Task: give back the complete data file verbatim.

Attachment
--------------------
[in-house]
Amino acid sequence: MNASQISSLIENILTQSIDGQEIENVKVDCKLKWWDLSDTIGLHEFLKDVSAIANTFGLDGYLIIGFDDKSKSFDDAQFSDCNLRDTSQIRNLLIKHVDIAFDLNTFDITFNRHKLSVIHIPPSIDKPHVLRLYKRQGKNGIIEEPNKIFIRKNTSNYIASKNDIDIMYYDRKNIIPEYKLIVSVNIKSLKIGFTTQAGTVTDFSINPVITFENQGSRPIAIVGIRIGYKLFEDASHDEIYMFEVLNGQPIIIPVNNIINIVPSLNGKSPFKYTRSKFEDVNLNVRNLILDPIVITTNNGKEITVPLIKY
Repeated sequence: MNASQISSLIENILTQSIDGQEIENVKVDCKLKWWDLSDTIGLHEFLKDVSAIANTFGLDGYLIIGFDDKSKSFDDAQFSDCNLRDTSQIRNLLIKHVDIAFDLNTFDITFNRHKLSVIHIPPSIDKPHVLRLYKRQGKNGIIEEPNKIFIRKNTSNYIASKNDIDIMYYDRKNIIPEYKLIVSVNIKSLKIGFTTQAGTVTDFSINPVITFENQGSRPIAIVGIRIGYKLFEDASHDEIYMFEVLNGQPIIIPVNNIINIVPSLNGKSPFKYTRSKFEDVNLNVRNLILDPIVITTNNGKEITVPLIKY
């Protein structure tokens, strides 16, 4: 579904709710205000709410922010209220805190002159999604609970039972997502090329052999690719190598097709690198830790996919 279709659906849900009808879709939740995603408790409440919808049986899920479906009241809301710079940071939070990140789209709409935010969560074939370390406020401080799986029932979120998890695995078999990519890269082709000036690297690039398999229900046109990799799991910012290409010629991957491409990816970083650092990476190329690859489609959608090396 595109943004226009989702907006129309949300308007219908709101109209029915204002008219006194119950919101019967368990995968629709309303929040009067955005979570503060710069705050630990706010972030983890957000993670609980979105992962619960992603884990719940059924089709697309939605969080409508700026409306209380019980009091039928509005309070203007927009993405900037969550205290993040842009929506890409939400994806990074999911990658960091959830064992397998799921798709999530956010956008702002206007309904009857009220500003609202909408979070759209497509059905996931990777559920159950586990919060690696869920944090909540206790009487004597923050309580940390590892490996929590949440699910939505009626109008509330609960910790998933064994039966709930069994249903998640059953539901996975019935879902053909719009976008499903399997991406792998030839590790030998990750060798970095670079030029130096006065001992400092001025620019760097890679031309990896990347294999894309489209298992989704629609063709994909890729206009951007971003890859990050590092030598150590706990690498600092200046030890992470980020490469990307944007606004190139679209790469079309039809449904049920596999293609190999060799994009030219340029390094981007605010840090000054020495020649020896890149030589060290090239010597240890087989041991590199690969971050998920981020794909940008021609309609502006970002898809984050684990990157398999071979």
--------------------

[in-house]
Amino acid sequence: MNASQISSLIENILTQSIDGQEIENVKVDCKLKWWDLSDTIGLHEFLKDVSAIANTFGLDGYLIIGFDDKSKSFDDAQFSDCNLRDTSQIRNLLIKHVDIAFDLNTFDITFNRHKLSVIHIPPSIDKPHVLRLYKRQGKNGIIEEPNKIFIRKNTSNYIASKNDIDIMYYDRKNIIPEYKLIVSVNIKSLKIGFTTQAGTVTDFSINPVITFENQGSRPIAIVGIRIGYKLFEDASHDEIYMFEVLNGQPIIIPVNNIINIVPSLNGKSPFKYTRSKFEDVNLNVRNLILDPIVITTNNGKEITVPLIKY
Repeated sequence: MNASQISSLIENILTQSIDGQEIENVKVDCKLKWWDLSDTIGLHEFLKDVSAIANTFGLDGYLIIGFDDKSKSFDDAQFSDCNLRDTSQIRNLLIKHVDIAFDLNTFDITFNRHKLSVIHIPPSIDKPHVLRLYKRQGKNGIIEEPNKIFIRKNTSNYIASKNDIDIMYYDRKNIIPEYKLIVSVNIKSLKIGFTTQAGTVTDFSINPVITFENQGSRPIAIVGIRIGYKLFEDASHDEIYMFEVLNGQPIIIPVNNIINIVPSLNGKSPFKYTRSKFEDVNLNVRNLILDPIVITTNNGKEITVPLIKY
């Protein structure tokens, strides 16, 4: 579904709710205000709410922010209220805190002159999604609970039972997502090329052999690719190598097709690198830790996919 279709659906849900009808879709939740995603408790409440919808049986899920479906009241809301710079940071939070990140789209709409935010969560074939370390406020401080799986029932979120998890695995078999990519890269082709000036690297690039398999229900046109990799799991910012290409010629991957491409990816970083650092990476190329690859489609959608090396 595109943004226009989702907006129309949300308007219908709101109209029915204002008219006194119950919101019967368990995968629709309303929040009067955005979570503060710069705050630990706010972030983890957000993670609980979105992962619960992603884990719940059924089709697309939605969080409508700026409306209380019980009091039928509005309070203007927009993405900037969550205290993040842009929506890409939400994806990074999911990658960091959830064992397998799921798709999530956010956008702002206007309904009857009220500003609202909408979070759209497509059905996931990777559920159950586990919060690696869920944090909540206790009487004597923050309580940390590892490996929590949440699910939505009626109008509330609960910790998933064994039966709930069994249903998640059953539901996975019935879902053909719009976008499903399997991406792998030839590790030998990750060798970095670079030029130096006065001992400092001025620019760097890679031309990896990347294999894309489209298992989704629609063709994909890729206009951007971003890859990050590092030598150590706990690498600092200046030890992470980020490469990307944007606004190139679209790469079309039809449904049920596999293609190999060799994009030219340029390094981007605010840090000054020495020649020896890149030589060290090239010597240890087989041991590199690969971050998920981020794909940008021609309609502006970002898809984050684990990157398999071979």